Craniosacral therapist inspired by lactation training

When I first reached out to Melissa Kilanowski, CST, CLC, she questioned whether or not her story was worth sharing.

“My story with breastfeeding is mostly only my own at this point,” she says.

Kilanowski breastfed her two oldest children “because it was the best thing to do and the cheapest way, honestly.”

“It was good, and it worked, but it wasn’t something that I felt passionate about,” she admits.

Then, Kilanowski’s third baby was stillborn going into her 35th week of pregnancy.

“After my loss, I very unsuspectedly grieved not being able to nurse that baby,” she begins. “I expected other pieces of the grief process, but I didn’t expect that and I didn’t expect to be sad and angry at my body.”

When her fourth baby was born, Kilanowski says she had a “whole different approach and determination to nursing.”

Thrown for another surprise, nursing her youngest child turned out to be the most challenging.

Thinking back to her Lactation Counselor Training Course (LCTC), she says: “When we went through the day of all the pictures of poor latch… I sort of laughed and sort of had PTSD anxiety attacks because I could identify with nearly all of the examples.  I don’t think I realized just how much we had to power through until we found help.”

Biodynamic craniosacral therapy (BCST) ultimately saved her breastfeeding relationship with her youngest. This experience became the impetus for her new practice, she says.

Kilanowski sought out the LCTC with the intention of gaining tools to help breastfeeding couplets who might come her way for CST work.  

While she says she loves school and learning, she found herself intimidated to attend the class having no prior clinical lactation experience. Going into the course, she says it felt “very daunting and big.”

Kilanowski called the Center for Breastfeeding with a request for the course guide in hopes that she could better prepare for the class. A staff member reassured her everything would be fine.

Kilanowski quickly found that going into the course without preconceived ideas actually worked in her favor.

“I was more of a sponge and didn’t have to fight my brain,” she explains.

Kilanowski praises her instructors Jacquelyn Benson, RN, CLC, ANLC, IBCLC and Donna Walls, RN, BSN, ICCE, IBCLC ANLC.

“[They] were so good and so knowledgeable,” she begins. “The other thing that struck me was when I approached them outside of the lecture time, they were so personable and eager to talk. They were gentle and kind and open and supportive.”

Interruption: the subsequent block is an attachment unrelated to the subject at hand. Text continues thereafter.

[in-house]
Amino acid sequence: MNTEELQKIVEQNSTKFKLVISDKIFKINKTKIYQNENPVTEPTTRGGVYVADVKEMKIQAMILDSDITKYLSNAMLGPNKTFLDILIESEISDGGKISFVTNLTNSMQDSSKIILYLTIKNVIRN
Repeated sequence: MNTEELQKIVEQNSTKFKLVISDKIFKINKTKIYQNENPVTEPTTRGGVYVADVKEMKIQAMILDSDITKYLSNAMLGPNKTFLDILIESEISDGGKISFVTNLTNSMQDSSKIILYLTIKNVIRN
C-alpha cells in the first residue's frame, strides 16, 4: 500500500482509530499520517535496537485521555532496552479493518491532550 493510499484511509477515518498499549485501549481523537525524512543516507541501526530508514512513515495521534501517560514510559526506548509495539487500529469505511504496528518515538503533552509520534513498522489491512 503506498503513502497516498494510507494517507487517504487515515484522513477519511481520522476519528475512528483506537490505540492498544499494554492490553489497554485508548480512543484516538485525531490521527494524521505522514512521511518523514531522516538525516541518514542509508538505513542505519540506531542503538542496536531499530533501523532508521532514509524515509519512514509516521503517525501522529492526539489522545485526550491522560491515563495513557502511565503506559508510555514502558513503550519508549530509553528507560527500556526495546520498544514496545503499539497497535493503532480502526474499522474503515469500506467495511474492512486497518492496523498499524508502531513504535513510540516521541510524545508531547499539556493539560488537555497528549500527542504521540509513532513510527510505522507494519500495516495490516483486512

She found the LCTC’s evidence-based focus especially beneficial in light of our culture where mothers are often judged and shamed no matter how they choose to feed and raise their children.

“Being able to approach parents and caregivers with evidence-backed facts and information, rather than subjective opinions, breaks down barriers,” Kilanowski explains. “It takes it from a perspective of ‘you should…’ to ‘here are some statistics to consider; you make the best decision for you and I am here to support you in that.’”

With a new set of information and tools, Kilanowski reports being flooded with ideas and inspiration to help her community in St. Cloud, Minn.

Because CST providers are limited in her area, Kilanowski plans to network with other care providers and community members to educate the public about the benefits of CST work.

Kilanowski sees the value in collaboration too. She plans to foster a relationship with the local hospital’s Family Birthing Center unit to see where her services might fit into their clients’ needs.

Moreover, she hopes to build bridges between the medical world and the holistic realm.

“I wish we could see more of a collaboration between the different modalities of health care so that we can address the whole person,” she explains.

Because of her own loss, Kilanowski has a particular interest in helping families navigate loss.

And despite her eagerness to help, she recognizes her limitations too.

“Maybe not everybody wants my fantastic help,” Kilanowski laughs. “That’s hard too, to have the knowledge and the tools and you want to go save the world, but your tools may not be welcome, and not in a negative way.”

Her humility and her story most certainly deserve a place in the lactation world!

You can connect with her here.

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